Overview

This trial is active, not recruiting.

Conditions medical education, patient safety, educational safety curriculum, surgical resident
Treatments education - bips course, formal safety curriculum, ongoing evaluation and feedback
Sponsor The University of Texas Health Science Center, Houston
Start date February 2014
End date August 2015
Trial size 58 participants
Trial identifier NCT02401711, HSC-MS-14-0073

Summary

The purpose of this study is to compare the effectiveness of two methods, safety curriculum in addition to online training alone, for teaching patient safety to surgery residents. Despite multiple studies evaluating educational safety curricula, the best methods for teaching residents about patient safety is unknown. It is hypothesized that empowering surgery residents to actively engage in behaviors to increase patient safety may lead to a higher quality perioperative care and communication.

United States No locations recruiting
Other Countries No locations recruiting

Study Design

Allocation randomized
Endpoint classification safety study
Intervention model parallel assignment
Masking single blind (subject)
Arm
(Active Comparator)
Residents randomized to the control group will only participate in the Breakthroughs in Patient Safety (BIPS) online training (Education - BIPS course). All residents in the comparison arm will receive evaluations on their non-technical skills, but the results will not be fed back to them until after the study has been completed.
education - bips course
The guiding principles behind the BIPS program include: (1) explaining how complex systems cause human error and how human error can lead to patient harm in complex systems; (2) diagnosing human error and identifying a prevention behavior for each of the three types: skill, rule, and knowledge; and (3) preventing error by promoting safety behaviors, such as having attention to detail, communicating clearly, having a questioning attitude, and speaking up for safety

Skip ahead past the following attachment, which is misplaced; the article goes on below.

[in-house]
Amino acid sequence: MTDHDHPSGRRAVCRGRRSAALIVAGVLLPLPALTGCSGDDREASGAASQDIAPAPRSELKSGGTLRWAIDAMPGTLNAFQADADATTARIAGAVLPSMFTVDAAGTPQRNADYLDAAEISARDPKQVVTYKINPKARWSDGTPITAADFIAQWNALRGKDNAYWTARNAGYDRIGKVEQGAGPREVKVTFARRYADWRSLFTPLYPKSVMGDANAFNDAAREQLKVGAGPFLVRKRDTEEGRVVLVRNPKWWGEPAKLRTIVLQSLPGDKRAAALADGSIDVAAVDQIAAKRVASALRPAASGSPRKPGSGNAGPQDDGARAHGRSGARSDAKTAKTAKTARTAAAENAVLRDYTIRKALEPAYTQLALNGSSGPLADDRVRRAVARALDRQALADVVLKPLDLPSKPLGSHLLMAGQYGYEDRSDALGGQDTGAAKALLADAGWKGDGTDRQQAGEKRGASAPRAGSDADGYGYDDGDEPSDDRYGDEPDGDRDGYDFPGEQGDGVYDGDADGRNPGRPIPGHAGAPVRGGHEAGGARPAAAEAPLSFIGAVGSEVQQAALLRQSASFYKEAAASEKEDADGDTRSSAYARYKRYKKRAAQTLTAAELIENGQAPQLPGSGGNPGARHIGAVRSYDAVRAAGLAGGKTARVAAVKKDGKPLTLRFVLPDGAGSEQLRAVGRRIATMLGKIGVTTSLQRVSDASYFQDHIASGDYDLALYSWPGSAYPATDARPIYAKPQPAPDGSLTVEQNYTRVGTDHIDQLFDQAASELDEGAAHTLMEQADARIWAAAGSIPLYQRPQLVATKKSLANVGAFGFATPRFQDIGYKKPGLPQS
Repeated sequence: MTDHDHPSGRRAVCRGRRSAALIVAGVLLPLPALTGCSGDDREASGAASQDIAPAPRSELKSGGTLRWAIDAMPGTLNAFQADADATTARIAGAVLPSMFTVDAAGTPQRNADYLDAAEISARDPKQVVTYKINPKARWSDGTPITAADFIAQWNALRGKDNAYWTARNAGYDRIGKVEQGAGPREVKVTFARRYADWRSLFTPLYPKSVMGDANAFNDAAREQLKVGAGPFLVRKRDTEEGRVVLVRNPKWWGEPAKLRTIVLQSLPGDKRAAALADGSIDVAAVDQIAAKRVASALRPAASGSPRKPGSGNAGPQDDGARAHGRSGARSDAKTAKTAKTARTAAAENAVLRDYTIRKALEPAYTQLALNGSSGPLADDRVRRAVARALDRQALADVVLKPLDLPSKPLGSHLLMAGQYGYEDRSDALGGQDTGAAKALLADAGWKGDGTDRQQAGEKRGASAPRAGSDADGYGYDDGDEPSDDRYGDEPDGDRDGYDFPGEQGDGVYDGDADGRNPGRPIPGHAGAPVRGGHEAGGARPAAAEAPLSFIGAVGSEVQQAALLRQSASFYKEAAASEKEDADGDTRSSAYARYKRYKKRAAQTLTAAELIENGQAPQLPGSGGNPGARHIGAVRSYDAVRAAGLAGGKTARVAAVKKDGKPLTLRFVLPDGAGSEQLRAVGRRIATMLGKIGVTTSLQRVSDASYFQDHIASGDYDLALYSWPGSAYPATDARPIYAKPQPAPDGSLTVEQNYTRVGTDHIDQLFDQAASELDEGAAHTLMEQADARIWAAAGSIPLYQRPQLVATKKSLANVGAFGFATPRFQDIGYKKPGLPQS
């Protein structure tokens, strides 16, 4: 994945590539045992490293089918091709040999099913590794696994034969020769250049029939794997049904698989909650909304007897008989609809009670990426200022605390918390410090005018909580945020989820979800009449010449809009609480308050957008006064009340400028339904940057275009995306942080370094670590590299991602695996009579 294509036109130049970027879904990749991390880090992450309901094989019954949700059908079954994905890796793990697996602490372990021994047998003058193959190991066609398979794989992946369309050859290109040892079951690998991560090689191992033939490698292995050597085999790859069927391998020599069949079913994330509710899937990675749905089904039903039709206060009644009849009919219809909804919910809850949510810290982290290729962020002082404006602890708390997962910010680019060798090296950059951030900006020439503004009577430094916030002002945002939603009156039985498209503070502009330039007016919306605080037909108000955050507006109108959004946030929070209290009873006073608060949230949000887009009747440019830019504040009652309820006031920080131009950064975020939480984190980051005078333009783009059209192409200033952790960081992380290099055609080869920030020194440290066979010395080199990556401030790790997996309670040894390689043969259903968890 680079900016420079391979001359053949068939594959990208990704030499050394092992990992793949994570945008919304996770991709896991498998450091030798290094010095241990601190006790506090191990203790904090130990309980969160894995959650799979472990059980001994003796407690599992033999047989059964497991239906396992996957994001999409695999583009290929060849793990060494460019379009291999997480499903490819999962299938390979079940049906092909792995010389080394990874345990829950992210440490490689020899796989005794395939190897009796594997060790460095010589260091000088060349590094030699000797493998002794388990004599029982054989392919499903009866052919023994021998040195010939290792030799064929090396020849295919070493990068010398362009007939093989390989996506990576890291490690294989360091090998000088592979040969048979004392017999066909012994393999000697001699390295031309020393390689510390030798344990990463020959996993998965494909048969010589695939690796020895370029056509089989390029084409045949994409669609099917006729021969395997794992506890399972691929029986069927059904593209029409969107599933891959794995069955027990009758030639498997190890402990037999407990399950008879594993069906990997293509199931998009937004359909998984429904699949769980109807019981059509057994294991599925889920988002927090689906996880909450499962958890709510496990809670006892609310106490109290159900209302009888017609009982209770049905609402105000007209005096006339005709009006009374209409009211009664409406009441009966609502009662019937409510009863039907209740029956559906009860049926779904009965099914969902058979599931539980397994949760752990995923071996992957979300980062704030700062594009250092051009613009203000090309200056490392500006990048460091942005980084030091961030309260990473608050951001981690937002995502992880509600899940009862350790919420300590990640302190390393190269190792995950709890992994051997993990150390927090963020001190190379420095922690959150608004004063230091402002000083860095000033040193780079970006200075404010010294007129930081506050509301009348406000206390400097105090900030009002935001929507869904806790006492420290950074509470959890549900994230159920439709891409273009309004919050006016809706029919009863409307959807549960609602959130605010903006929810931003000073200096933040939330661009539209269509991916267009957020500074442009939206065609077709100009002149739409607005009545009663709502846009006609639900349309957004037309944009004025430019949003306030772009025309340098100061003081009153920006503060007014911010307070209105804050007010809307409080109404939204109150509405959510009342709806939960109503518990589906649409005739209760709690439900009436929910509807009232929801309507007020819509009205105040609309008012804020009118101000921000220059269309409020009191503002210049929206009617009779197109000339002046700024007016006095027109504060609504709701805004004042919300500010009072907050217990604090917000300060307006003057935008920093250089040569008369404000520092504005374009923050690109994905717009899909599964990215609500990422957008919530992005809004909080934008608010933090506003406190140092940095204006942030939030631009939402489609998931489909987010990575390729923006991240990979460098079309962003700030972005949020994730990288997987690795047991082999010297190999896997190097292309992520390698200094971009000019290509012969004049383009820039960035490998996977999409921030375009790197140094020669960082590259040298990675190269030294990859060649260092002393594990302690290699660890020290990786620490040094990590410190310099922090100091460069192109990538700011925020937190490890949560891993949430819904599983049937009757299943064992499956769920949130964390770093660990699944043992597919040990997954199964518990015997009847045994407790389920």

(Experimental)
Those in the intervention group will participate in a formal safety education curriculum in addition to the currently required Breakthroughs in Patient Safety (BIPS) online training. The intervention will have three components: (1) the mandatory online BIPS course (Education - BIPS course), (2) the formal safety curriculum, and (3) ongoing evaluation and feedback of operating room performance.
education - bips course
The guiding principles behind the BIPS program include: (1) explaining how complex systems cause human error and how human error can lead to patient harm in complex systems; (2) diagnosing human error and identifying a prevention behavior for each of the three types: skill, rule, and knowledge; and (3) preventing error by promoting safety behaviors, such as having attention to detail, communicating clearly, having a questioning attitude, and speaking up for safety
formal safety curriculum
The educational program is designed to improve patient safety by informing residents about safe operating room behaviors.
ongoing evaluation and feedback
The feedback program is designed to encourage the use of safe behaviors and to discourage unsafe behaviors taught in the workshops.

Primary Outcomes

Measure
Changes in safety culture as measured by the Safety Attitudes Questionnaire (SAQ)
time frame: Baseline, One year

Secondary Outcomes

Measure
Learner satisfaction, knowledge, and behaviors as measured by the Oxford Non-Technical Skills (NOTECHS) system
time frame: One year

Eligibility Criteria

Male or female participants from 20 years up to 40 years old.

Inclusion Criteria: - All surgery residents at the University of Texas Health Science Center at Houston, from post-graduate year (PGY)-1 to PGY-5. Exclusion Criteria: - Non-surgery residents at the University of Texas Health Science Center at Houston.

Additional Information

Official title How Should Surgical Residents Be Educated About Patient Safety in the Operating Room: a Pilot Randomized Trial
Trial information was received from ClinicalTrials.gov and was last updated in May 2016.
Information provided to ClinicalTrials.gov by The University of Texas Health Science Center, Houston.